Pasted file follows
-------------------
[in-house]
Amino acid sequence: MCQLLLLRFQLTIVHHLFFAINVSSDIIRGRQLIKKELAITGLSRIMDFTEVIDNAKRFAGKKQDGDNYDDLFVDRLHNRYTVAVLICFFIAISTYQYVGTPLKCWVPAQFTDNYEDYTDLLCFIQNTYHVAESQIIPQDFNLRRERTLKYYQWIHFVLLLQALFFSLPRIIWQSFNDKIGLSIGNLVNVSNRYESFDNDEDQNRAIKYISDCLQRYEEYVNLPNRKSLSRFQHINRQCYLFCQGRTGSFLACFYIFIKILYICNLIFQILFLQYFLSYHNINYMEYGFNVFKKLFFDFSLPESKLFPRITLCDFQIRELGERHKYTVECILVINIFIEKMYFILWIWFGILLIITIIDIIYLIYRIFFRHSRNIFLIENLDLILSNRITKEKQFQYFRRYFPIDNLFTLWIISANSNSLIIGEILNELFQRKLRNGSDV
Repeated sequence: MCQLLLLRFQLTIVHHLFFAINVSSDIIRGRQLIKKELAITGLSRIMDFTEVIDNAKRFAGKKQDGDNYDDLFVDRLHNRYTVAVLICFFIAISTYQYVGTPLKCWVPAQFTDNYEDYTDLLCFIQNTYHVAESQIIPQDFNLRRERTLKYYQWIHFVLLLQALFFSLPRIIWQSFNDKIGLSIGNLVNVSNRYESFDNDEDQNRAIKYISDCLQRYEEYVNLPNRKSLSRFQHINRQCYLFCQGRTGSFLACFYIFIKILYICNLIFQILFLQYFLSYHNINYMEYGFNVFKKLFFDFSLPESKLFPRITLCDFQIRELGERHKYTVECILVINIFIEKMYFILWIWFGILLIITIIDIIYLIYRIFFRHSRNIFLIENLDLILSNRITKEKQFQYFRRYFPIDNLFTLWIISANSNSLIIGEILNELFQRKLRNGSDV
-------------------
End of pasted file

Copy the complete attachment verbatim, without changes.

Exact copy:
[in-house]
Amino acid sequence: MCQLLLLRFQLTIVHHLFFAINVSSDIIRGRQLIKKELAITGLSRIMDFTEVIDNAKRFAGKKQDGDNYDDLFVDRLHNRYTVAVLICFFIAISTYQYVGTPLKCWVPAQFTDNYEDYTDLLCFIQNTYHVAESQIIPQDFNLRRERTLKYYQWIHFVLLLQALFFSLPRIIWQSFNDKIGLSIGNLVNVSNRYESFDNDEDQNRAIKYISDCLQRYEEYVNLPNRKSLSRFQHINRQCYLFCQGRTGSFLACFYIFIKILYICNLIFQILFLQYFLSYHNINYMEYGFNVFKKLFFDFSLPESKLFPRITLCDFQIRELGERHKYTVECILVINIFIEKMYFILWIWFGILLIITIIDIIYLIYRIFFRHSRNIFLIENLDLILSNRITKEKQFQYFRRYFPIDNLFTLWIISANSNSLIIGEILNELFQRKLRNGSDV
Repeated sequence: MCQLLLLRFQLTIVHHLFFAINVSSDIIRGRQLIKKELAITGLSRIMDFTEVIDNAKRFAGKKQDGDNYDDLFVDRLHNRYTVAVLICFFIAISTYQYVGTPLKCWVPAQFTDNYEDYTDLLCFIQNTYHVAESQIIPQDFNLRRERTLKYYQWIHFVLLLQALFFSLPRIIWQSFNDKIGLSIGNLVNVSNRYESFDNDEDQNRAIKYISDCLQRYEEYVNLPNRKSLSRFQHINRQCYLFCQGRTGSFLACFYIFIKILYICNLIFQILFLQYFLSYHNINYMEYGFNVFKKLFFDFSLPESKLFPRITLCDFQIRELGERHKYTVECILVINIFIEKMYFILWIWFGILLIITIIDIIYLIYRIFFRHSRNIFLIENLDLILSNRITKEKQFQYFRRYFPIDNLFTLWIISANSNSLIIGEILNELFQRKLRNGSDV